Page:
The reactivation of the railway system in Mexico through NAFTA policies, opened an informal channel for thousands of migrants from the North Triangle of Central America fleeing from an environment of violence and extreme poverty, to move northward to reach the border with the United States. The train network known as "La Bestia" became the means by which nearly half a million migrants who entered Mexico each year could travel through the country anonymously and directly, thus constituting a sort of vertical border that is distributed throughout the country.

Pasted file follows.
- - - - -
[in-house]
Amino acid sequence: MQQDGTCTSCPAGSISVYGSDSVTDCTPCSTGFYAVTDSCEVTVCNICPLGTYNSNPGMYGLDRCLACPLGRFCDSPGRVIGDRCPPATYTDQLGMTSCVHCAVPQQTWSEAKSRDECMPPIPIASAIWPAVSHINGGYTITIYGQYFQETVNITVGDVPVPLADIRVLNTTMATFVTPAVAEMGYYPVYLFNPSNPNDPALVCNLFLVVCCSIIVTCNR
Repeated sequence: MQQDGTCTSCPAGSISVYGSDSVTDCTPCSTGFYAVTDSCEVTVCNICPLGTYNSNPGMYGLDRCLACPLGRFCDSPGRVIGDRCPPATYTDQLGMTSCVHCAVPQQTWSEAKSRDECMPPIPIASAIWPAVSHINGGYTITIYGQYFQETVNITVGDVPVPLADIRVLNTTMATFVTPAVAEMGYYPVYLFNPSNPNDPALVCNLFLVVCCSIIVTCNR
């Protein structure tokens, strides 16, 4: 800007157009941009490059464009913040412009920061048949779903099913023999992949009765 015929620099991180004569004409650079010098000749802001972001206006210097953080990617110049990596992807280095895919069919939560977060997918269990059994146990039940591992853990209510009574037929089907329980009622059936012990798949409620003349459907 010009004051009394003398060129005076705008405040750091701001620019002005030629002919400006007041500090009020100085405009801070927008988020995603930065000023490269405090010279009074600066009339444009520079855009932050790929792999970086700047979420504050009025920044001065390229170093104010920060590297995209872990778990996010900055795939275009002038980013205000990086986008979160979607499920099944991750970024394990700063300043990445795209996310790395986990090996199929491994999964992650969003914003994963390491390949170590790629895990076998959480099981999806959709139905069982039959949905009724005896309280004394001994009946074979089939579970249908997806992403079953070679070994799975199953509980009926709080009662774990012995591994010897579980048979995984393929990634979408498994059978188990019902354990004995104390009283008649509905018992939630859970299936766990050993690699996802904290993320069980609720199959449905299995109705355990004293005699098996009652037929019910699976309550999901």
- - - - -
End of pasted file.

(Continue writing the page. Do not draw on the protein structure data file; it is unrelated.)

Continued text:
"Walk the Line: The Distributed Vertical Border" explores how the movement and pauses of migrants affect the physical and imaginary environment of the territory they navigate, generating dynamics commonly associated with those of regions adjacent to official borders. Focusing on the seven cities that initiate the distributed vertical border throughout Mexico, the exhibition spatializes trade, labor, screening, protection, violence and obstruction through a coordinates system that traces the architectural objects that constitute the route through this line, while also identifying the agreements, protocols and actors that shape it. The route presents the histories of these populations that are usually represented by numeralia and statistics, using instead elements that reflect the character of the built environment and the experience of moving through this unexplored territory where architecture finds its place.